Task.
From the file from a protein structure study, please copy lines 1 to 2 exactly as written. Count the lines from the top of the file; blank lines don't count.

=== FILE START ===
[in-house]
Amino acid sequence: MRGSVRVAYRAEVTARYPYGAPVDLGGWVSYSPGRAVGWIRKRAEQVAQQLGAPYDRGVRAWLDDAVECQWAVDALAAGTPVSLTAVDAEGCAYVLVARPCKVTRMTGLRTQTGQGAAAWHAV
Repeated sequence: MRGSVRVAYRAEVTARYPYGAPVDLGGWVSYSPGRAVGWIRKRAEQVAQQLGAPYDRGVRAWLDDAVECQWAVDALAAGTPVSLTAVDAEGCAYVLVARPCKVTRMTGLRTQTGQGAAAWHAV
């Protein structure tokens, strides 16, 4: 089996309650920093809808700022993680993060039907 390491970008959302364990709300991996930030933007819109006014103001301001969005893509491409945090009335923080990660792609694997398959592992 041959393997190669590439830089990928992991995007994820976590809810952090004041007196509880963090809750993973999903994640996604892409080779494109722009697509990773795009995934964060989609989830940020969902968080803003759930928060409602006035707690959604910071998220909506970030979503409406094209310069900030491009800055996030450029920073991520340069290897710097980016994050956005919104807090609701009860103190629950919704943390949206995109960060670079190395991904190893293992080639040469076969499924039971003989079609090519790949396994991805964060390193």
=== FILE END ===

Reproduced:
[in-house]
Amino acid sequence: MRGSVRVAYRAEVTARYPYGAPVDLGGWVSYSPGRAVGWIRKRAEQVAQQLGAPYDRGVRAWLDDAVECQWAVDALAAGTPVSLTAVDAEGCAYVLVARPCKVTRMTGLRTQTGQGAAAWHAV